Despite all this I really enjoyed the movie, mostly because of Saffron Burrows. She's such a vital human presence, scared and vunerable then slowly growing in confidence throughout the movie that I couldn't help feel something for her plight. It's only after the movie was over that all the "Hey, wait a minute!"s started forming in my head and I realized how selfish her behavior was. I guess you only have to believe in a film for the duration that you're watching it. Besides if I found out I only had a short time left to live, I probably wouldn't think much about other people either.
Friday, June 1, 2012
This film, directed by Sidney Luemt, stars Rod Steiger as Sol Nazerman, a Jewish concentration camp survivor who lost his entire family in the Holocaust and now runs a pawnshop in Harlem. The trauma and guilt of his experiences has caused Nazerman to psychologically withdraw from the rest of humanity. All day in his shop he deals with people at the end of their rope selling off bits of their lives and does not display an ounce of compassion or mercy. Encounters with his shop assistant, a well-meaning social worker, a local gangster he does business with and others cause him to have flashbacks about his time in the camps, breaking through his defenses and making him eventually come face to face with his inability to feel anything.
Steiger, a classic scenery chewer if there ever was one, puts on a remarkable show of being totally suppressed and devoid of emotion throughout most of the film, which make his silent cries of despair at the end much more powerful. He was 39 years old when this came out but he was completely beliabvalve playing a man 20 years older, his natural robustness becoming a sagging, stoop-shouldered burden. Given his roaring performances in other films, it's a revelation seeing him like this and he was probably helped along by being directed by Sidney Lumet who really gets his signature New York grittiness going here. It is pariticularly notable the way he has Nazerman constantly framed by cages and fences in many shots reflecting his internal isolation from the world, notably the rat's nest of wire fences in the pawn shop itself.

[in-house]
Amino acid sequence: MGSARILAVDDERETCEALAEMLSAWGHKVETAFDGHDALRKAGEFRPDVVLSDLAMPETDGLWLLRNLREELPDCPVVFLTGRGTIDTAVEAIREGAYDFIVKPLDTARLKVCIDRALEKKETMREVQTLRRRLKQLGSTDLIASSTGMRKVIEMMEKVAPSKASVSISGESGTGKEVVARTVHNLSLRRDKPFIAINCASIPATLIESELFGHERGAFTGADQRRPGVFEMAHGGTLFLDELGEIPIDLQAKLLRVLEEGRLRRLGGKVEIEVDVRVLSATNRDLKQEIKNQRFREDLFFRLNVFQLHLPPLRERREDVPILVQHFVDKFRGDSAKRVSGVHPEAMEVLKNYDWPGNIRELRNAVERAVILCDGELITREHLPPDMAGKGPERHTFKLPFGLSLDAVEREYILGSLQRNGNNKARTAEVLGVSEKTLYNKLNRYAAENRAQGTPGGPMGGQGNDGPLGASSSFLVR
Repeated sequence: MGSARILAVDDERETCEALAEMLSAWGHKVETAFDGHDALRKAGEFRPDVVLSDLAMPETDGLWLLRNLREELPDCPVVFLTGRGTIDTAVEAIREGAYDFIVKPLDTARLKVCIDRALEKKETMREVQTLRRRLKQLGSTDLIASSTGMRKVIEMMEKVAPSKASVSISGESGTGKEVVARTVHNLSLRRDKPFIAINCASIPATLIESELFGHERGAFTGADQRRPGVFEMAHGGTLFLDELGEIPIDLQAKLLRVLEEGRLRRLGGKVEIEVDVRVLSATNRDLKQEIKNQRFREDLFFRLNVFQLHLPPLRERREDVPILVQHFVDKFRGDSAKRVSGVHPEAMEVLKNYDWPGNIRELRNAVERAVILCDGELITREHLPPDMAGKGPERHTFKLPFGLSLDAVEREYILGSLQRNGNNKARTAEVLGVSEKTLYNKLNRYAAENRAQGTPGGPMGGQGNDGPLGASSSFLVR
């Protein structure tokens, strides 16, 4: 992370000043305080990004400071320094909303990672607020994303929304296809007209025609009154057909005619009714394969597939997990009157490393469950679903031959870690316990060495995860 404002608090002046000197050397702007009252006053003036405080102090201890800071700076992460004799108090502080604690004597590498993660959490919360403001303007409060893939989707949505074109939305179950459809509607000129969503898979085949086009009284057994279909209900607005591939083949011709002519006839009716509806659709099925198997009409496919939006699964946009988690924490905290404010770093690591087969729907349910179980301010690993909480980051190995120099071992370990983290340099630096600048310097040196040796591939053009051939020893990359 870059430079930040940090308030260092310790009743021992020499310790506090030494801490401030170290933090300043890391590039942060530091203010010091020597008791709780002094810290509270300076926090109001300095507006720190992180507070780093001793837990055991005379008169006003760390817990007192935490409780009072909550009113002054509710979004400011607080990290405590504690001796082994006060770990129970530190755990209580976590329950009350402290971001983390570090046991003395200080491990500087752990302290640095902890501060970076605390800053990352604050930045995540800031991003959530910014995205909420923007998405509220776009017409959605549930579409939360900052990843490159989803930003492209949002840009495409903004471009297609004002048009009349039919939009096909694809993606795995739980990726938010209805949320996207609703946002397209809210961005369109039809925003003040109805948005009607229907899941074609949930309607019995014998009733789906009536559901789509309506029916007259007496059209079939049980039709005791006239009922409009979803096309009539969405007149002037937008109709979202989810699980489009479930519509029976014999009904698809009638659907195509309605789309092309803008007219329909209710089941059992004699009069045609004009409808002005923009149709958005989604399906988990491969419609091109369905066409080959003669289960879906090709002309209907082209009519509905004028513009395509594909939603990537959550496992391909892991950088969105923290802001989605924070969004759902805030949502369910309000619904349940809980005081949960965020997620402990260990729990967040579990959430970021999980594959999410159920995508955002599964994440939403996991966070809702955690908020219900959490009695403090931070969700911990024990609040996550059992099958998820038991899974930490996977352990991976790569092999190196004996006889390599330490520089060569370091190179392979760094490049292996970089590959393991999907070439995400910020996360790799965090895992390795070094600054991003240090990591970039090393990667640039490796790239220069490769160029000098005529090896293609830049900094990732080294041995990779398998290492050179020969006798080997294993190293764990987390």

The film tunred out to be significant in several ways. Released in 1964 it was the first American film to deal directly with the Holocaust. Also it broke ground by including frontal female nudity in a crucial sequence that was denounced by both the Catholic Legion of Decency and the Motion Picture Association of America. For all that you rarely seen anything about this movie anymore. Holocaust movies have practically become a punchline in recent decades and when Rod Steiger's name is mentioned, On The Waterfront and In The Heat Of The Night are brought up way before Pawnbroker. The actor was nominated for an Oscar for his performance but he, along with Richard Burton, Laurence Olivier and Oskar Werner, lost to Lee Marvin for the comedy Cat Ballou in what now looks like one of those inimitable, head-shaking, "What were they thinking?" Oscar moments. The Pawnbroker does not deserve to be lost to history. It is a powerful film with a remarkable central performance.